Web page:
inspecting humidistats

I am trying to find out the best practices for inspecting a humidistat connected to a central AC system in Florida. For example, how should system be set for the humidistat to function, and how would one go about checking to see if it is working?
Any help would be appreciated.

To start, this is not an inspection requirement.

Next, you need to pick which (of several) systems you plan to inspect.

Learn how they operate.

Inspect their operation.

Then figure how you are going to make the stat call when it’s 90% rh in the summer…

Donald, first you have to know if the humidistat is wired in series or parallel. Talk to an AC guy about this.

Some need to be “on” to active the thermostat as the primary source and some need to be “off”. This can be a HUGE problem. Many times, the mold testing we do here is on the account of a humidistat being used improperly or failing.

I make sure they work as intended. I do not ensure 60% humidity is actually 60% humidity. I check to see if it clicks and activates and turns the system on and off.

That’s about it.

Pull the wires and stick your tong on it.LOL

I have found maybe 3 that were actually working. 99% haven’t been touched or cleaned in ages. I disclaim them mainly because of this. I just tell people, this is what you have, it hasen’t been cleaned since Reagan was president. IF you want it to work get it serviced.

They are very rarely even used anymore. People are more likely to leave the AC set at 78-80 degrees now when they are out of town instead of higher as they did in the past when most humidistats were installed. I know that does not really answer your question but that is a way of explaining it to your client that they should set a better temperature to control the environment. Russ would be correct though. You can test by seeing if it will activate the system but in no way is a guarantee on if it is completely accurate.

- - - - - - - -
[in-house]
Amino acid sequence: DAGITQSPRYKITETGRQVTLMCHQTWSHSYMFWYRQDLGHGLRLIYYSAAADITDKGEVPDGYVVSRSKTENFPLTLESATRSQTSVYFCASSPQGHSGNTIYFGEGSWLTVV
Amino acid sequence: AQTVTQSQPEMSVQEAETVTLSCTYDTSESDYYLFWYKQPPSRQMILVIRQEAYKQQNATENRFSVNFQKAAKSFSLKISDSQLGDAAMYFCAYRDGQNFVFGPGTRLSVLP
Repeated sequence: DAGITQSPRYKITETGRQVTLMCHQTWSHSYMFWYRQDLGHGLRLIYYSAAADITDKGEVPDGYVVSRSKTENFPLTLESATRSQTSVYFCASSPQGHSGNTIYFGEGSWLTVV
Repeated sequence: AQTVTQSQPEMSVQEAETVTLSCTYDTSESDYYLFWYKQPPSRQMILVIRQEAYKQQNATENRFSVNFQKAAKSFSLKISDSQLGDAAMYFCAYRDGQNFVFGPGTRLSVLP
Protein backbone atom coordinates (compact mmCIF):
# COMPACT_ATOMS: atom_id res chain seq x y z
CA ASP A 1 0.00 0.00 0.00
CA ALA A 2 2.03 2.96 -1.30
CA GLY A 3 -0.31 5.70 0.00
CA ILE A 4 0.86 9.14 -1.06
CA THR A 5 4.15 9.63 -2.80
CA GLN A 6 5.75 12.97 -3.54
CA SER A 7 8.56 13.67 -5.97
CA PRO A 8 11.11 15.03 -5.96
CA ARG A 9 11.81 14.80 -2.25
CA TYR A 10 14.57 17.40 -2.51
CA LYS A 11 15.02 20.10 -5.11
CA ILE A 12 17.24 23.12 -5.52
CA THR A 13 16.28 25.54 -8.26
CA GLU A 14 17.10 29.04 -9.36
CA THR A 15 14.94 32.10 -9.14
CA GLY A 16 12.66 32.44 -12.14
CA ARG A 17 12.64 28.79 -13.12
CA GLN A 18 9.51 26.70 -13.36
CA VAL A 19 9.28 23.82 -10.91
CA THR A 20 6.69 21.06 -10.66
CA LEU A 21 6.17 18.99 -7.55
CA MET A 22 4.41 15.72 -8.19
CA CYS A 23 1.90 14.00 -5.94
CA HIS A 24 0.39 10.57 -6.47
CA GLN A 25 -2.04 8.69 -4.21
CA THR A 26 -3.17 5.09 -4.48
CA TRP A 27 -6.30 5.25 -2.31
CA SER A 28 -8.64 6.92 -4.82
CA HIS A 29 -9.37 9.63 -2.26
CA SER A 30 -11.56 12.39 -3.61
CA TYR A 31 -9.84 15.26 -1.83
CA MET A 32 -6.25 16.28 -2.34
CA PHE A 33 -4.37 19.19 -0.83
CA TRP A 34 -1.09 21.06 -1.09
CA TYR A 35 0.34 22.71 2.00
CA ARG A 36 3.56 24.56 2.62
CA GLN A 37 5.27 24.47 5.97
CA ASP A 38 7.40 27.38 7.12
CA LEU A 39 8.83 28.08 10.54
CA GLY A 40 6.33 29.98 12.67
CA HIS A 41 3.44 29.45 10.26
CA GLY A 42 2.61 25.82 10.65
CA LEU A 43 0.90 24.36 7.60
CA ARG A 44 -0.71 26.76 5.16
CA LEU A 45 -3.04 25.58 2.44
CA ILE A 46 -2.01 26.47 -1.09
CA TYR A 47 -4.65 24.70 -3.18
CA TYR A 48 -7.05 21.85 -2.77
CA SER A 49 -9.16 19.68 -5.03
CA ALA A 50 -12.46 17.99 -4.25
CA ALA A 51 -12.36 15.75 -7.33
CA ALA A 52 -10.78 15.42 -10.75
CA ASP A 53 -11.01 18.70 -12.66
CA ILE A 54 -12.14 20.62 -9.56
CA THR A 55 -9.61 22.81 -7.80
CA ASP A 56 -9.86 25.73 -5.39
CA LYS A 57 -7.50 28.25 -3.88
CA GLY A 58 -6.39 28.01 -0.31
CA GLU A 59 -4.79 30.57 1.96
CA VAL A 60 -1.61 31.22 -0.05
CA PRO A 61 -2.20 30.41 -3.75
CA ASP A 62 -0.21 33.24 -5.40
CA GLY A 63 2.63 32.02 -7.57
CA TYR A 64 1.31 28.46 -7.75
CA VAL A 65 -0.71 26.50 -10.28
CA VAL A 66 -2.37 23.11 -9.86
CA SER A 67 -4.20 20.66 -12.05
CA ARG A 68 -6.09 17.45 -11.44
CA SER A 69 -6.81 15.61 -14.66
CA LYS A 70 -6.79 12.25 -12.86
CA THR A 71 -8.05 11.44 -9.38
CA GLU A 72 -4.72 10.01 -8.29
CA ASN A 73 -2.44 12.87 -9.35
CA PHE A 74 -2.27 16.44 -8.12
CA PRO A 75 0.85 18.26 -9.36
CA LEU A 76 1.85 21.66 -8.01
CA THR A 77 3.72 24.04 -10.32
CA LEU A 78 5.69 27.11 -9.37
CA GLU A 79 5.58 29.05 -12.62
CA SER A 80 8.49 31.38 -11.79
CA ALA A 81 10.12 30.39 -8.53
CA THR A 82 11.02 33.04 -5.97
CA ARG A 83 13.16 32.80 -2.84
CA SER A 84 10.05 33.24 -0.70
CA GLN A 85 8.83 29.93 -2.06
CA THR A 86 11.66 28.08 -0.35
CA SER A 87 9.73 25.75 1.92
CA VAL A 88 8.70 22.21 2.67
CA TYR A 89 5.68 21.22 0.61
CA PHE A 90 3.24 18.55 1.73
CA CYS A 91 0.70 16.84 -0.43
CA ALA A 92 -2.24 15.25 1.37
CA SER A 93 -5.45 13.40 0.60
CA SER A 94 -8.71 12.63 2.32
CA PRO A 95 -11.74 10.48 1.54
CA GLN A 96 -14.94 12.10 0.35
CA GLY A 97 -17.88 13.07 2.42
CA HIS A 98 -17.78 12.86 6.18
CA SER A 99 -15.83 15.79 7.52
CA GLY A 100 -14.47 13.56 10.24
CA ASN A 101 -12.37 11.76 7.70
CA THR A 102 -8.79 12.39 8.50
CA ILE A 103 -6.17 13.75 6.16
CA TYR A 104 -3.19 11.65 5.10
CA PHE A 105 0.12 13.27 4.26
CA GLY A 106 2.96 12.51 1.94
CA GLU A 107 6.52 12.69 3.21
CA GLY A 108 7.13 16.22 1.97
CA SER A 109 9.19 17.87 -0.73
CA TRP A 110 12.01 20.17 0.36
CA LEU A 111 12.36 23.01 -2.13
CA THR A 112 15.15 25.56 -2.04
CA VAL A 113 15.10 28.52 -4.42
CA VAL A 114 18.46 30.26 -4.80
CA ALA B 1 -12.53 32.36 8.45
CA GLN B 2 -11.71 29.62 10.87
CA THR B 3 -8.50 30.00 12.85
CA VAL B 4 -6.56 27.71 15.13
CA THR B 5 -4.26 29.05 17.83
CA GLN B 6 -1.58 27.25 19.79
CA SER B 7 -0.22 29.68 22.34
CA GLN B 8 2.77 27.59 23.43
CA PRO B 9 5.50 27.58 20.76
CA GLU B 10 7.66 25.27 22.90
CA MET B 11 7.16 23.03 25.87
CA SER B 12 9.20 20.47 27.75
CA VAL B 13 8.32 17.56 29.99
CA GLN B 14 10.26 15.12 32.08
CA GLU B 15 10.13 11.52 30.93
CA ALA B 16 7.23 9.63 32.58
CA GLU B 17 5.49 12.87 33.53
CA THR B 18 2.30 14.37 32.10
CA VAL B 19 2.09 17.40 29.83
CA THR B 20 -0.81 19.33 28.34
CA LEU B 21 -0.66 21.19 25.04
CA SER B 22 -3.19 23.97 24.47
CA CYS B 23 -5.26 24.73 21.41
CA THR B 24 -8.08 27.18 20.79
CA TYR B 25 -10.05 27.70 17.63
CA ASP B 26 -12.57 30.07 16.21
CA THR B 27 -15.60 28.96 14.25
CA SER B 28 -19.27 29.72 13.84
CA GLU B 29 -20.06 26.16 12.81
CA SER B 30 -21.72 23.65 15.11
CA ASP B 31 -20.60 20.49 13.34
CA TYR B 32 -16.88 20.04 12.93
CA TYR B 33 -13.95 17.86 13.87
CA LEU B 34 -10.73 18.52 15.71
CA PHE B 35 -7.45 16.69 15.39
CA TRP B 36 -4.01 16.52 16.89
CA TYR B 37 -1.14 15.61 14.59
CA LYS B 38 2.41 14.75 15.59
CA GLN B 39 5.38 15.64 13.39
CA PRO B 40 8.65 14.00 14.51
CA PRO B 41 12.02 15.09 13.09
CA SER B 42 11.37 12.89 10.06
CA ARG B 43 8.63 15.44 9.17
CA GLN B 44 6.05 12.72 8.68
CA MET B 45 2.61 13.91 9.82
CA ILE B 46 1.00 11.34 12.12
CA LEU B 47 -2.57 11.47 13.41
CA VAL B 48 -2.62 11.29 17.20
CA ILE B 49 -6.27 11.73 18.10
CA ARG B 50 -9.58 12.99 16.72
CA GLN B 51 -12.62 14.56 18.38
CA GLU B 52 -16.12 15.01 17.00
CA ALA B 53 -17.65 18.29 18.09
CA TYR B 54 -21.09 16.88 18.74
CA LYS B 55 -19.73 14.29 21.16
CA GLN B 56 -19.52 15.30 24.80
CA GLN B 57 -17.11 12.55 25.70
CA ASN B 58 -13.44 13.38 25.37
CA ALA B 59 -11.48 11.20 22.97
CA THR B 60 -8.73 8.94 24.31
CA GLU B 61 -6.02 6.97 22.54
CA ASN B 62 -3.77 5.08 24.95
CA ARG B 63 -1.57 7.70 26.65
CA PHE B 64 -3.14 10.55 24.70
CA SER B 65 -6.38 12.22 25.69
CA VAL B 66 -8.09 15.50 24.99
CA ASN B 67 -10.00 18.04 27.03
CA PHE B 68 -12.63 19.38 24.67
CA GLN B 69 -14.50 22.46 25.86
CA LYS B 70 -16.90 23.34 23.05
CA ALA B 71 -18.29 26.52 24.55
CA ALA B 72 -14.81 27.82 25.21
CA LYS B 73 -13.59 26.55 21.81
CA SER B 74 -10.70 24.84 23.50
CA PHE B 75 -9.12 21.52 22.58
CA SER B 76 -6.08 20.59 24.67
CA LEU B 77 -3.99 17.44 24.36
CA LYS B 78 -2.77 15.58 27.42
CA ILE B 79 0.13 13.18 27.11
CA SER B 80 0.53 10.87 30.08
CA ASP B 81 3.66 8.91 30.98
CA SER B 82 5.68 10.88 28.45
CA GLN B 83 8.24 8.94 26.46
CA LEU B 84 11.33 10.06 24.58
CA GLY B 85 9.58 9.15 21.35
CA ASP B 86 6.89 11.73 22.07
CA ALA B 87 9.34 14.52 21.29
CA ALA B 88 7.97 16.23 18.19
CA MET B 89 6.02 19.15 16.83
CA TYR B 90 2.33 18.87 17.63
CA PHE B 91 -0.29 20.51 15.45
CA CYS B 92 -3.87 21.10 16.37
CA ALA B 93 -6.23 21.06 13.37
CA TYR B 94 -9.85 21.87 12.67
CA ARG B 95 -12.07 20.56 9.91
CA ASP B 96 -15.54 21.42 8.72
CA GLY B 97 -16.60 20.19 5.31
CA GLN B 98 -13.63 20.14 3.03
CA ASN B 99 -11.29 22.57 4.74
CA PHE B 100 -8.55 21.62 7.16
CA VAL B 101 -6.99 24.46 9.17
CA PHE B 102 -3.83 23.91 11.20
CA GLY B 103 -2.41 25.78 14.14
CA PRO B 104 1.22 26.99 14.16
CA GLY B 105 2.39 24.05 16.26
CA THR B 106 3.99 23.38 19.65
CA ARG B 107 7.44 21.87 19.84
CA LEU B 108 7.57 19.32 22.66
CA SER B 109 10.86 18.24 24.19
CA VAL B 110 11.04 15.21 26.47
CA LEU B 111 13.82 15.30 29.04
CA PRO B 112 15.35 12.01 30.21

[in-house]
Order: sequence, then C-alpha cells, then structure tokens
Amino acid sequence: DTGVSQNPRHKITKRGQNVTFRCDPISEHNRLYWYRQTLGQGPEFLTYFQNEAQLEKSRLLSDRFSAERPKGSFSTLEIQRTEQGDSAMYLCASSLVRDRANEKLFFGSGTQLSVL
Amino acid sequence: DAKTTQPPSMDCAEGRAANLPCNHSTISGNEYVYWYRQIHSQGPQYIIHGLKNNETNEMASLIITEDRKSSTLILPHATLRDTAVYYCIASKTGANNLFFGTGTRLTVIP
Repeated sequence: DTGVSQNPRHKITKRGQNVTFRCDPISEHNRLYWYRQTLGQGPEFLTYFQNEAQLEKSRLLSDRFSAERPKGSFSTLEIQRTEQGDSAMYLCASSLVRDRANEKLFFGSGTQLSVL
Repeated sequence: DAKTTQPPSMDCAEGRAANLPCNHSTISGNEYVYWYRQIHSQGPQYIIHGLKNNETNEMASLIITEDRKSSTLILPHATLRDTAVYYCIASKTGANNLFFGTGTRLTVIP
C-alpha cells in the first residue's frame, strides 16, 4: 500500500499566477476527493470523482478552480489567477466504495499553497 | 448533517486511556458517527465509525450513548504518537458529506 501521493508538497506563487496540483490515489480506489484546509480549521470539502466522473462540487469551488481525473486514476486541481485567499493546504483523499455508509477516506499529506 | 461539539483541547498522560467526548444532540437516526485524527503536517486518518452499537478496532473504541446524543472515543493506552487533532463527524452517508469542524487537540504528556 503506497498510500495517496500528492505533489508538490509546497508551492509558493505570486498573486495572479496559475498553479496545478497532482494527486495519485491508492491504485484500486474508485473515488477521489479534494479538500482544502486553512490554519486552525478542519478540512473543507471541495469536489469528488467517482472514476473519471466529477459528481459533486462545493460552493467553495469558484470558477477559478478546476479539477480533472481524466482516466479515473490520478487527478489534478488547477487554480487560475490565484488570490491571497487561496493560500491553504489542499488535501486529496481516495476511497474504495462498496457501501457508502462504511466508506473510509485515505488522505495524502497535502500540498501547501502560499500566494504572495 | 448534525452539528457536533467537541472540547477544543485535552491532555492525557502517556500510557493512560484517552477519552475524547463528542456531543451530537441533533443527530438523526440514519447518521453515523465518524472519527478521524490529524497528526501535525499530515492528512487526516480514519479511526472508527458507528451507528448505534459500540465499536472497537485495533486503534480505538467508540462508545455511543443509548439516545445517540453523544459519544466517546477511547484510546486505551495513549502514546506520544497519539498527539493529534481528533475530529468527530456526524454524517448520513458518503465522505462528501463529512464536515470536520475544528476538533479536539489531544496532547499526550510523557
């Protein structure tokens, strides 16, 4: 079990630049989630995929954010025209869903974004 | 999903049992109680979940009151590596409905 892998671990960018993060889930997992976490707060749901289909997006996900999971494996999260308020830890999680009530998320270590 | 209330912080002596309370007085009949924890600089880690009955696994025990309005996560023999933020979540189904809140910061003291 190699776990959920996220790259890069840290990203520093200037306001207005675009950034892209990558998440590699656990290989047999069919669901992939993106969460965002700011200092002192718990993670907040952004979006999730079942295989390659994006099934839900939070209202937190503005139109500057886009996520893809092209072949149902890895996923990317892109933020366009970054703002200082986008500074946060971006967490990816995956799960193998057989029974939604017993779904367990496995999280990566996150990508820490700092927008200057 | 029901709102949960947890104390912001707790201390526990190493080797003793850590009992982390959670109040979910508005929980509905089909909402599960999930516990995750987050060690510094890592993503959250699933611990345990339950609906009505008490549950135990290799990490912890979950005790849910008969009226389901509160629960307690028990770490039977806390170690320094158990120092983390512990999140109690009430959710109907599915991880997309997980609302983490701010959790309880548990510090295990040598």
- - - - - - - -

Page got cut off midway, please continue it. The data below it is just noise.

In the south i see no reason for them

Thanks for all the help, guys.

Best to disclaim it in your PIA. It will just add time to your routine and add needless liability unless you are an HVAC specialist.

If we are not an HVAC Specialist, why are we inspecting this stuff?

Why do we “Disclaim” things we are not required to do (or are not qualified to do)?

I pretty much always recommend that humidifiers be removed, for the reasons listed by Sean. Humidifiers need monthly maintenance, humidistats need to be adjusted whenever there is an outside temperature change (colder = lower settings). Its one of those, if I need to explain this stuff to you, you should not have a humidifier :slight_smile: So I just say, have it removed unless a doctor or your piano tuner says you must have one, and then learn how to use it and keep it working (RTFM).

I certainly am not an HVAC “specialist”. I’m a generalist home inspector. Perhaps “disclaim” was the wrong word, but my PIA if full of a list of stuff I don’t do. Heat exchangers, humidifiers and de-humidifiers, water filters, etc. It’s called “limiting my liability”.

I don’t know how the winter air in Alberta is but it is dry as burst toast in MN and WI.

Humidifiers, if well managed can provide a great deal of comfort to occupants and allow lower temps in the home.

If you have wooden musical instruments the humidifier will help them stay more stable.